Credentialing echoes a similar sentiment as payer enrollment, with 84% of those surveyed reporting turnaround times exceeding 15 days and a stark 52% still entrenched in entirely manual workflows. This critical function for verifying provider credentials and maintaining compliance is plagued by administrative inefficiencies, leading to revenue leakage and potential compliance violations.

Imagine every step of the provider credentialing process being handled with spreadsheets, paper trails and phone calls.

The survey also highlighted that about 60% of respondents allocate more than half a business day to primary source verifications per provider, pointing to the prolonged and intricate nature of the credentialing process.

Based on all the above info, the biggest challenge is balancing speed and accuracy.

Speed is critical to avoid losing revenue, but accuracy is perhaps the most important aspect of credentialing, since missing a step or two can lead to financial repercussions. Unfortunately, this means 30% of respondents manually verify each provider’s credentials by visiting individual sites. But, on the positive side, around 60% of those surveyed report blending manual and automated verification tools.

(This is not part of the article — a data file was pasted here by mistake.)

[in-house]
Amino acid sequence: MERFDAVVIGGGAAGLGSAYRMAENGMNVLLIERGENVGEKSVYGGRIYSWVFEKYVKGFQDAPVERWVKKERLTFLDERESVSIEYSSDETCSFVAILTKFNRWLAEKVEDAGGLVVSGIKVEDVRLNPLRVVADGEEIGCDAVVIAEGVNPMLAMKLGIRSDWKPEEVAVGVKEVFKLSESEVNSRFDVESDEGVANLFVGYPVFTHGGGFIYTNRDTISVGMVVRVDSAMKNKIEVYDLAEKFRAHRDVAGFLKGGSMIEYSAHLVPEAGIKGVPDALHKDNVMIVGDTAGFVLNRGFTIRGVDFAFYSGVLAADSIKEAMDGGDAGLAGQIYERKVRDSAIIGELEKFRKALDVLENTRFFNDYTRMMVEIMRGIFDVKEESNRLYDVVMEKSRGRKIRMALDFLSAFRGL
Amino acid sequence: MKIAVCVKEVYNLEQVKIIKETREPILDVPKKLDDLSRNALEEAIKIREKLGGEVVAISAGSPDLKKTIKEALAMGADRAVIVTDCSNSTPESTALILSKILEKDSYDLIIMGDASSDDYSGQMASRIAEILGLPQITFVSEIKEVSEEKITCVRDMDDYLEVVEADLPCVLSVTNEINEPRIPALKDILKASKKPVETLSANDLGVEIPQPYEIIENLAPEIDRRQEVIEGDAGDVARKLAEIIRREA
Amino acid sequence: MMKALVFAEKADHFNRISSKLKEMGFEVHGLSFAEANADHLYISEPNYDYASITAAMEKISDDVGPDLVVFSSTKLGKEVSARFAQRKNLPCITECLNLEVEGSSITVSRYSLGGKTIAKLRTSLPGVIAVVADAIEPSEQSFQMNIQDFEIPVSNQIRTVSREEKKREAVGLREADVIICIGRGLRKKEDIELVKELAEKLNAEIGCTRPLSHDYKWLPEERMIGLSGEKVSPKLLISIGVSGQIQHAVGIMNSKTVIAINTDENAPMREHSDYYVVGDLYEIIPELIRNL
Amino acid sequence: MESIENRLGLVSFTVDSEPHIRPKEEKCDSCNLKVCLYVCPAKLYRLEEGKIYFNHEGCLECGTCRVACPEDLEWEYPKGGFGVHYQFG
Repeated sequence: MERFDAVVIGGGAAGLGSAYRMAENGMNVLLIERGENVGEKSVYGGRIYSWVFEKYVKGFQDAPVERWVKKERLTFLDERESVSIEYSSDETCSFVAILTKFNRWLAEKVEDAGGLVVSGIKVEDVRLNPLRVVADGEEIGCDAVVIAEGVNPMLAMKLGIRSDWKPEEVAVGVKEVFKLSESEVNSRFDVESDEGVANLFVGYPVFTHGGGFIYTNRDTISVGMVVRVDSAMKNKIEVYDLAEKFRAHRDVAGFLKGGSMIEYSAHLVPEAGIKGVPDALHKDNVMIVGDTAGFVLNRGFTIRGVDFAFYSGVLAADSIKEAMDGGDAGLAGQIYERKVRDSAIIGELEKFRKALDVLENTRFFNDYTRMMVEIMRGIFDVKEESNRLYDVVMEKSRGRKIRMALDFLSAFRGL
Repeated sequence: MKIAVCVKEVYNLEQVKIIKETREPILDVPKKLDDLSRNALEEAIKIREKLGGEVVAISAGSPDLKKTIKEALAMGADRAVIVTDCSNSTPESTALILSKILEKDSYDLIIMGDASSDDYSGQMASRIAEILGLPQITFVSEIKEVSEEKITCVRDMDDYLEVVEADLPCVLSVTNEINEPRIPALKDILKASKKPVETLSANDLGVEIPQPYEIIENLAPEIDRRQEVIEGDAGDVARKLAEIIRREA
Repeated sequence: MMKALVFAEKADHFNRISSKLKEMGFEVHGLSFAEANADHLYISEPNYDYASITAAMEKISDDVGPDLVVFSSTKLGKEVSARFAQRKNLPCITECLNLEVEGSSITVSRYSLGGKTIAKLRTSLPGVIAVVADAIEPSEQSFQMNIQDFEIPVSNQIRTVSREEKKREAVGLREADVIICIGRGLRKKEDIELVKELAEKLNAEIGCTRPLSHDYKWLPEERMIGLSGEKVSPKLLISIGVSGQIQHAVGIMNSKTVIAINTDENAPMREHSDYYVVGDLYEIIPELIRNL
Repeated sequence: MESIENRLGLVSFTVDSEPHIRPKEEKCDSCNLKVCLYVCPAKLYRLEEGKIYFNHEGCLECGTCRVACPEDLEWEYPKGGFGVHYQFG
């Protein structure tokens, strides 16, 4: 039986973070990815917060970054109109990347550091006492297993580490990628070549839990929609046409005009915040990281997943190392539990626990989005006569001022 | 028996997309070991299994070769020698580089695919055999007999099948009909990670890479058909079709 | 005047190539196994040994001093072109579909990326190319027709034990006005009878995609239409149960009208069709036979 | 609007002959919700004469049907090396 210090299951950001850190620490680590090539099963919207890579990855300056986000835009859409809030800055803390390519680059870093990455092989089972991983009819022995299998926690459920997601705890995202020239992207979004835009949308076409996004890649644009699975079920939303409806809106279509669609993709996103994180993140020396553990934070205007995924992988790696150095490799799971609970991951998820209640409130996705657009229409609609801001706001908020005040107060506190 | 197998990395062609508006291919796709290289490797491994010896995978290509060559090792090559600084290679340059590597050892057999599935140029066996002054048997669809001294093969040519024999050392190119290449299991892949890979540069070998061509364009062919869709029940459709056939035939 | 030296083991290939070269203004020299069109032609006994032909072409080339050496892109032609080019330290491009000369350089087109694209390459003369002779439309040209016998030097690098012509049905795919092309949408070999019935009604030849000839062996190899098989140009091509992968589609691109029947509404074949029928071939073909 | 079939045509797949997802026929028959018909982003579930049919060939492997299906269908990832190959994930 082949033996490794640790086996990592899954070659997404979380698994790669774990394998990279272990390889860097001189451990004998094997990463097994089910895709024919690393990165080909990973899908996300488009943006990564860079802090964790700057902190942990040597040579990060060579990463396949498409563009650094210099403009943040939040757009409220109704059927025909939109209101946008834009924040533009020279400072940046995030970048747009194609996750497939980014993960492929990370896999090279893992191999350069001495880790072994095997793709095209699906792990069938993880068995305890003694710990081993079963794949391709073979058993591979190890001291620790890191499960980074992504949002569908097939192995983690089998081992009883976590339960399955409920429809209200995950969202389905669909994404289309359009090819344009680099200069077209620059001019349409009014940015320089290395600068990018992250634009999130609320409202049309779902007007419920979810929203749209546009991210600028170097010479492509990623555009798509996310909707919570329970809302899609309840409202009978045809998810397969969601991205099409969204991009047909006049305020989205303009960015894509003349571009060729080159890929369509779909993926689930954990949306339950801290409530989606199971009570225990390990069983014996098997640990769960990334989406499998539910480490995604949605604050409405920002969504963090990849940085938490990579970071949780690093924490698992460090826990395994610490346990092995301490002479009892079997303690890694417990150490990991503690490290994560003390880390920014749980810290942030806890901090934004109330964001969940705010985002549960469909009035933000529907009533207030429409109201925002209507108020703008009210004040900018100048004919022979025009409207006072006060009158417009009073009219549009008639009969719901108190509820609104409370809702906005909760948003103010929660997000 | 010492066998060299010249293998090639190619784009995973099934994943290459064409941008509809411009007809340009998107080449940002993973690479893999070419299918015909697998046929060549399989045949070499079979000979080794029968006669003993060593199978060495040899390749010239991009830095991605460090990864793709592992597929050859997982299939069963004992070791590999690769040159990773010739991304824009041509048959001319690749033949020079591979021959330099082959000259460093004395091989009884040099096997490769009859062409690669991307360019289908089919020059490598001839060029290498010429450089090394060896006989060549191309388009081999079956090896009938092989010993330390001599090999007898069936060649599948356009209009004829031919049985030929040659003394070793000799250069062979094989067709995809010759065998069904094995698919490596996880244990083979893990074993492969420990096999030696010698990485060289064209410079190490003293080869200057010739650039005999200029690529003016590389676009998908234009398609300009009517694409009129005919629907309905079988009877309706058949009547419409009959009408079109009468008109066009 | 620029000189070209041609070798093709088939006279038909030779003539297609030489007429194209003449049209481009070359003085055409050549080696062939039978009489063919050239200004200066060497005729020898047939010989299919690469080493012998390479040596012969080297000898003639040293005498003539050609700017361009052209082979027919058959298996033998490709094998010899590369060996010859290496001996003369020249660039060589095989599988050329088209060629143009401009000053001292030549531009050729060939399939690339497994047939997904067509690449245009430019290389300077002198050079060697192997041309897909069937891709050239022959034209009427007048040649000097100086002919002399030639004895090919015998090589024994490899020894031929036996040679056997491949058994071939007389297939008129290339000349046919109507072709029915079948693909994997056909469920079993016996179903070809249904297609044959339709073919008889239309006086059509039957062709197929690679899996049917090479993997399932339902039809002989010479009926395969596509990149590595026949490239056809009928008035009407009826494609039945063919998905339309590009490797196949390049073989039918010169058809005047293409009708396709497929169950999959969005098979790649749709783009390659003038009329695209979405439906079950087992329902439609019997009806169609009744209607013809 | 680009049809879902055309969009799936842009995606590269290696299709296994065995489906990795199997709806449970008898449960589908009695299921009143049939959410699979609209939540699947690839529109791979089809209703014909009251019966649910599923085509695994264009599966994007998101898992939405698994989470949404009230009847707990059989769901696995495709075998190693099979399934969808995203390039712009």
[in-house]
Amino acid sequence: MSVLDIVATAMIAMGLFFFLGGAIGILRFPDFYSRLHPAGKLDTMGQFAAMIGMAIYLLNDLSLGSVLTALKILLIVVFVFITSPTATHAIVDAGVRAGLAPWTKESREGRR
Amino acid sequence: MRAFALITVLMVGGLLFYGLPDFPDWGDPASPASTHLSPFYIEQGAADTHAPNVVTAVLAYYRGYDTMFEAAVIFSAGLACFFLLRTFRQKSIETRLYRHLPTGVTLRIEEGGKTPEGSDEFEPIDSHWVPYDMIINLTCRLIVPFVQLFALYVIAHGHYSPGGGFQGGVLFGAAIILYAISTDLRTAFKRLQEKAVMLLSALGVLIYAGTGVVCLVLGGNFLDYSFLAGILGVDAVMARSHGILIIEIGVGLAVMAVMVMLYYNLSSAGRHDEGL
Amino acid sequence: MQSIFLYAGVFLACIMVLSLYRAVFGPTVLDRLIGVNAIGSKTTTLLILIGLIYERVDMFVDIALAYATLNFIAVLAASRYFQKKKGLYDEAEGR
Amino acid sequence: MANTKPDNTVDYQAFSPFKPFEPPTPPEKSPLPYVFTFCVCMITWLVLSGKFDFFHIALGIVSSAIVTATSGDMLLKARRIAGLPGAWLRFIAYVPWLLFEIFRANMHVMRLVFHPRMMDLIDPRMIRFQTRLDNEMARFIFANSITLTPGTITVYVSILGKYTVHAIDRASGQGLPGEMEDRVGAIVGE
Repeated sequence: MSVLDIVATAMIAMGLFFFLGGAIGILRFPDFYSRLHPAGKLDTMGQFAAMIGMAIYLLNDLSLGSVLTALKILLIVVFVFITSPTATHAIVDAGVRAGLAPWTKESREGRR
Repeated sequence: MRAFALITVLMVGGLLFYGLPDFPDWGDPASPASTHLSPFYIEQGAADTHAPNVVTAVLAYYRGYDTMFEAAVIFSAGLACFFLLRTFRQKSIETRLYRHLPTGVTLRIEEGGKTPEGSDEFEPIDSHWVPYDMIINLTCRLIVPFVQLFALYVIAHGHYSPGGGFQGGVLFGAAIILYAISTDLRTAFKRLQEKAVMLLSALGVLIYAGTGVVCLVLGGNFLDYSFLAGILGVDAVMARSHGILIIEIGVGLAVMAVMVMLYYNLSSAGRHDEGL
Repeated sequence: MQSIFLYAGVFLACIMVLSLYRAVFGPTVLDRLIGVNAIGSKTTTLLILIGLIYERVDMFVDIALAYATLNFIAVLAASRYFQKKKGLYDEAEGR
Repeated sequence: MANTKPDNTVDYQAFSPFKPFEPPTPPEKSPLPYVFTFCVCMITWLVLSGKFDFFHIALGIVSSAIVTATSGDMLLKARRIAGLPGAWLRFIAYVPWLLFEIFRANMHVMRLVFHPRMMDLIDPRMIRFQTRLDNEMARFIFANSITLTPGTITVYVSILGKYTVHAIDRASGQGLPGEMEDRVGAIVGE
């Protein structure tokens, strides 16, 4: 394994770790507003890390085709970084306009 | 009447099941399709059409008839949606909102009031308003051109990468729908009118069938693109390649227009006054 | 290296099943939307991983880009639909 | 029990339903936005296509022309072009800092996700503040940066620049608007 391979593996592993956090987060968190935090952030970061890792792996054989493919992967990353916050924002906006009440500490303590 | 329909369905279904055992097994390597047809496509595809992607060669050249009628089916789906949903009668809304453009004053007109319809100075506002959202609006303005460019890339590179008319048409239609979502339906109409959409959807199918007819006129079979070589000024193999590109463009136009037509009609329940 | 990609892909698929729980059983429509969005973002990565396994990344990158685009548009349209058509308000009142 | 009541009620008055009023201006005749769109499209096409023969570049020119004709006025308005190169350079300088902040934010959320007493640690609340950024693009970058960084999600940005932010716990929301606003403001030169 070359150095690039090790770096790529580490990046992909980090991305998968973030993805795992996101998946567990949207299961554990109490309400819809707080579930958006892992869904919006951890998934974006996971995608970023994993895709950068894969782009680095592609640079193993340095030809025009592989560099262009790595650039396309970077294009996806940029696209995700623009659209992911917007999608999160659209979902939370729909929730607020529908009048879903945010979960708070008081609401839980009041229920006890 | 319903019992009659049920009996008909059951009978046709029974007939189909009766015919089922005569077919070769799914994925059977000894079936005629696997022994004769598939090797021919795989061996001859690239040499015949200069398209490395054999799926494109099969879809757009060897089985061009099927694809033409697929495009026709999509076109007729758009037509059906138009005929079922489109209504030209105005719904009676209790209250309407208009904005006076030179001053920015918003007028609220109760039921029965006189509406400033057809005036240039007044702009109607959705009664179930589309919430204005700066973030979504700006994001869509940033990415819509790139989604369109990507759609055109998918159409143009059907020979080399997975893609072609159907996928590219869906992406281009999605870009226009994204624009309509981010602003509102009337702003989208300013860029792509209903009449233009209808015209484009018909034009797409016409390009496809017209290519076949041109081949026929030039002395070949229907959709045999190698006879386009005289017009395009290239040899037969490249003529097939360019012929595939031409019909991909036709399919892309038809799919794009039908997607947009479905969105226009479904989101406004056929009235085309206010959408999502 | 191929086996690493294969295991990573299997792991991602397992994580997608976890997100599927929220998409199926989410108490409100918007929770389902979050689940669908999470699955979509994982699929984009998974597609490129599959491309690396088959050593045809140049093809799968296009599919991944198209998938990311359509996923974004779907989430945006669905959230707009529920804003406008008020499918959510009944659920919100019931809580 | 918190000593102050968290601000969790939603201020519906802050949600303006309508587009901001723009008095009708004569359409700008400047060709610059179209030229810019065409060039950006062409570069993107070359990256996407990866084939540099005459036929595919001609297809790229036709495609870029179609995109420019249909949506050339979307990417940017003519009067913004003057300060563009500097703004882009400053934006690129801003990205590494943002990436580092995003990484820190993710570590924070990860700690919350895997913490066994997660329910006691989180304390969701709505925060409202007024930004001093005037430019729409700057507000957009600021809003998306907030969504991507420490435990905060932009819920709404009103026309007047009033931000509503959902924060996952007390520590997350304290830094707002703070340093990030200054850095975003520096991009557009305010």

Staff Turnover

Here’s what surprised me the most: 57% of healthcare organizations reported issues with staff turnover and staffing challenges, underscoring the urgent need for streamlined processes and automation. This turnover rate is higher than that of PAs and NPs!

The survey data illuminates an apparent demand within the healthcare community to shift towards more efficient, automated, and accurate payer enrollment and credentialing processes. 

The Medallion Touch

Medallion is a technology platform that streamlines the payer enrollment and provider credentialing processes. As you learned above, the enrollment and credentialing space is in dire need of efficiency, and this is what people want…

By automating and integrating the complex and traditionally manual processes involved in verifying healthcare providers' qualifications, managing their state licenses, and navigating the intricate payer enrollment landscape, Medallion addresses inefficiencies in these critical areas.

Key benefits of Medallion's approach include:

  • Automated Credentialing: With intelligent automation that lets you onboard providers using just five data points, confirm a physician’s credentials directly from original sources, such as universities and licensing boards, and generate a credentialing file for committee review, Medallion reduces the time and potential for error, ensuring a faster, more accurate, and reliable credentialing process.